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Emotional Support Zoning


Every so often, an issue in local government comes along that has never been seen before. Such is the case in Warren County, which may become one of the first municipalities in Pennsylvania to enact a new “emotional support zoning” ordinance.

 

The issue stems from a local family's request to allow them to have goats on their property that would otherwise be prohibited under the current zoning laws. The family had been found in violation for having several of the farm animals on their property. If Warren County moves forward with the new “emotional support” zoning, it would be only the second municipality in the commonwealth to have such a zoning ordinance in place. Zoning officials across the state are watching this unfold in anticipation of similar requests from their residents.

 

The county weighed a couple of options to help address the family’s needs: Option 1 was the enactment of an emotional support animal ordinance. Option 2 was a proposed new section of the existing zoning ordinance for the non-commercial keeping of livestock. The county already had a similar ordinance pertaining to backyard chickens on the books. In either case, the primary issue for the county was the current 150-foot setback requirement for goats. While county officials were sympathetic to the family’s needs, they were not in agreement regarding the potential zoning changes.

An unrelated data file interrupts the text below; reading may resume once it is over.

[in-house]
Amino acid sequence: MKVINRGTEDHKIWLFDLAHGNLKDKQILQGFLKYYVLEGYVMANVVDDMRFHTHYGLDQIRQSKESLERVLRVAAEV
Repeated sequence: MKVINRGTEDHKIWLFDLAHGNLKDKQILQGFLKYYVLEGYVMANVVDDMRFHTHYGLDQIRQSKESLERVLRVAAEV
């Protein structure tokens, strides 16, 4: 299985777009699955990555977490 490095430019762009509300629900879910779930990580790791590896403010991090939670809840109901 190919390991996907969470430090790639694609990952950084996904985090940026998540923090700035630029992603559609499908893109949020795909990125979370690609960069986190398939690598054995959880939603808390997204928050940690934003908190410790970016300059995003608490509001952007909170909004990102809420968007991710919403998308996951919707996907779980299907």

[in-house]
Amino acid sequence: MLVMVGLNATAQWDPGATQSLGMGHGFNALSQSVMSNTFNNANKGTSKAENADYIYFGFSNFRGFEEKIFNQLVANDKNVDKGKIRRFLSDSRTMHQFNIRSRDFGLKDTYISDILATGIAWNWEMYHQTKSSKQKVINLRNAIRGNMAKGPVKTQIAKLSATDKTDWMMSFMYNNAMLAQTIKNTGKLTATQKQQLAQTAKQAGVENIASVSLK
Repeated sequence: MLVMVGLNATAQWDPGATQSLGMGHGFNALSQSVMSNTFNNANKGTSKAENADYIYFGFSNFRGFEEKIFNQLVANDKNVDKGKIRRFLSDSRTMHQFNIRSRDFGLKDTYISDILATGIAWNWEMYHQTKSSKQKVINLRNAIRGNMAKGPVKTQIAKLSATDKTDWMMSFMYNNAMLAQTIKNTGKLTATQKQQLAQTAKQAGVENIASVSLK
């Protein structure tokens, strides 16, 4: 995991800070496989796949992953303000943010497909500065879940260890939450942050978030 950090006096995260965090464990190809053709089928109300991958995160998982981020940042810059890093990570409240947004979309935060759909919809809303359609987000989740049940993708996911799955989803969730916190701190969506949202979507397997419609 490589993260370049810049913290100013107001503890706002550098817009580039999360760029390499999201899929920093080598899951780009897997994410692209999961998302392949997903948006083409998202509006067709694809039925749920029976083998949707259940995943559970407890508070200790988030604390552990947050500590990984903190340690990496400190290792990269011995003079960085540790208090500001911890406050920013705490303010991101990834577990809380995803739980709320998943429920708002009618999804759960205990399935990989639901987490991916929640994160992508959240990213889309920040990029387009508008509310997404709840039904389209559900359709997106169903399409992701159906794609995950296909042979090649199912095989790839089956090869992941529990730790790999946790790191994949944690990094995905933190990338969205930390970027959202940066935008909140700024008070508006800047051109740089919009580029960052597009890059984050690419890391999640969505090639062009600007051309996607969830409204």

It’s fair to ask whether a change for one property owner could open up a Pandora’s box for other similar zoning requests. After all, we see a multitude of animals considered emotional support animals. Simply ask the airline industry about such critters. They have witnessed pigs, ducks, ponies, turkey, and kangaroos, just to name a few. If planning officials are not careful, it could become far more difficult to locate a home that isn't affected by certain animals within close proximity. That’s when neighbor disputes occur, tempers flare and feathers get ruffled. The importance of this decision cannot be overstated, and the potential consequences should be carefully considered.

 

We recommend exercising caution when considering zoning changes that could have wider impact than intended. Be sure to engage professional, such as Keystone Municipal Solutions, who can guide you through your options.  

 

As always, "fire this thing up," and get ready for those emotional support goats, pigs and chickens that may soon be your next-door neighbors.

don’t know unless you ask!

 

 About the Author

David L. Anthony is a member of the Keystone Municipal Solutions team of experts. He is a veteran of municipal government, having served more than 33 years in various positions of public service. Contact him at david@keystonemunicipalsolutions.com. To learn more about David and the Keystone Municipal Solutions team, click here.

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